Taipei, June 27 (CNA) The Chinese-language CommonWealth Magazine published a well-being index that graded Taiwanese nationals' well-being at a level slightly above passing, with an average score of 65.94 out of a total of 100.
The index followed the guidelines provided by the Organization for Economic Cooperation and Development (OECD) and asked interviewees to rate the level of importance and their satisfaction with their family, health, social connections, and jobs, and the political and economic situation in the country.
Of the five indicators, most interviewees rated family as the most important factor contributing to their well-being, followed by health, and social connections.
The political and economic situation was rated as "the least satisfactory" and "the least important" factors.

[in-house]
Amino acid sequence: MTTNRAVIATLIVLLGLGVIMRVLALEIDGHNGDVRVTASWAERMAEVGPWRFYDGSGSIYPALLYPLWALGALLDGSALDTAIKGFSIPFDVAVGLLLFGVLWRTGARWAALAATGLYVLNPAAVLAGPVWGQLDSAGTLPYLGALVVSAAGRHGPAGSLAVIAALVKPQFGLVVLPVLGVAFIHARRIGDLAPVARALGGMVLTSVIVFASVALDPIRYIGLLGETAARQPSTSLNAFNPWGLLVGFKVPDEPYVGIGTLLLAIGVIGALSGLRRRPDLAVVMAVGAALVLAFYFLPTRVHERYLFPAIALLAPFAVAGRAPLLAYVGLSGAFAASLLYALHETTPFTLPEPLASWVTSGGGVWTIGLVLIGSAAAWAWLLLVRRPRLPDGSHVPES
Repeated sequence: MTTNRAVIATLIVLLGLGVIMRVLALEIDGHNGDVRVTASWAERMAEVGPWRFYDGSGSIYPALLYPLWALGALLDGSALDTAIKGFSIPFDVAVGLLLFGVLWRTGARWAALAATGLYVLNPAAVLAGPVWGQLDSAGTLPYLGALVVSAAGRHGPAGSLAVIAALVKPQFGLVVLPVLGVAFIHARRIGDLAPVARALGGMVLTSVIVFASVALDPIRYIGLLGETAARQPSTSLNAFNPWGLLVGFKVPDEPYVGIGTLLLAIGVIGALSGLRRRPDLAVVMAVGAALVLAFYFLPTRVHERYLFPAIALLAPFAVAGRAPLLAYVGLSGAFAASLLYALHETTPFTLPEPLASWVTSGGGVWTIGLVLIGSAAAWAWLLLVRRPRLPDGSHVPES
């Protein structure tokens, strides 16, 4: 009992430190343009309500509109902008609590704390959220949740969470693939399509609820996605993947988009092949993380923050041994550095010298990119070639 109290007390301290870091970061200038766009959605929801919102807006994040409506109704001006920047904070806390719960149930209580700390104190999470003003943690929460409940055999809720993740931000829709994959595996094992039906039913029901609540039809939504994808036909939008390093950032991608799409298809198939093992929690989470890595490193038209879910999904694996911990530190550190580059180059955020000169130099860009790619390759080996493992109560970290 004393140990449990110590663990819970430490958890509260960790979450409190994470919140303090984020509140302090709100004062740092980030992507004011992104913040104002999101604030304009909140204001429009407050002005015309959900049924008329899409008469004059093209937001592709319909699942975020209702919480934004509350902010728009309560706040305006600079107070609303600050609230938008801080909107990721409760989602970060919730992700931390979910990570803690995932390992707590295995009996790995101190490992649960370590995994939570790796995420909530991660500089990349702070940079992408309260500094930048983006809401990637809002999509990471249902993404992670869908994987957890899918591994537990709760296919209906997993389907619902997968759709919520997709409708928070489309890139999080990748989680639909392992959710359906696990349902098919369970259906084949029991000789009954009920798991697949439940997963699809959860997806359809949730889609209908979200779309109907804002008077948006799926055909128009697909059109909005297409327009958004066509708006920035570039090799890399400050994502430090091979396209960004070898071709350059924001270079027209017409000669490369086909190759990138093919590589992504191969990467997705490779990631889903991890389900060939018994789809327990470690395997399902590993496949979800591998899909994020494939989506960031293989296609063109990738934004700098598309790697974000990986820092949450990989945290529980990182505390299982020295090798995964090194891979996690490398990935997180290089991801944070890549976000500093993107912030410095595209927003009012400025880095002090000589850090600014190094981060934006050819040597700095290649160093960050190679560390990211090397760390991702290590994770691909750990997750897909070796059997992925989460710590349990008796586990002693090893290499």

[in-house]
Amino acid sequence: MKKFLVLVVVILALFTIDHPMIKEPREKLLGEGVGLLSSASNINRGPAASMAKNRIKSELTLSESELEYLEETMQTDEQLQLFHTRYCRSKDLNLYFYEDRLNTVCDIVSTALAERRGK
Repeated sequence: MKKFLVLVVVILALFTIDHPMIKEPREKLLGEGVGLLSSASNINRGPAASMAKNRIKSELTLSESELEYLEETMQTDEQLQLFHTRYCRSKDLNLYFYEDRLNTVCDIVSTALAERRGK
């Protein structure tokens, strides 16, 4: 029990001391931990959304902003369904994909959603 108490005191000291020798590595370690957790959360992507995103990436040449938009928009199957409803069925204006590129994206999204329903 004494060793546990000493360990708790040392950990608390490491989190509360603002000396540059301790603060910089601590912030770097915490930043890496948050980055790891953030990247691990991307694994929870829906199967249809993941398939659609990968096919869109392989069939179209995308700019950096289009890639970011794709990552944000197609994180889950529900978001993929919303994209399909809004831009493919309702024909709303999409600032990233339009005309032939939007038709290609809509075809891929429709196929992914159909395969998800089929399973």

In terms of different generations, Taiwanese born in the 1980s felt the most optimistic about the future, while people born in the 1940s, 1950s, or 1960s felt pessimistic about the future, the report said.
When asked to rate their happiness compared with foreigners, 40 percent of Taiwanese felt they were happier than South Koreans and 70 percent said they were happier than people in mainland China.
On government policies that would contribute to people's well-being, the top-rated policies included policies that created jobs, kept prices stable, and improved the quality of health care.
The survey was conducted between May 18 and May 31. A total of 2,096 valid samples were collected, and the poll had a margin of error of plus or minus 2.14 percentage points.
(By Stacey Wu and Ann Chen)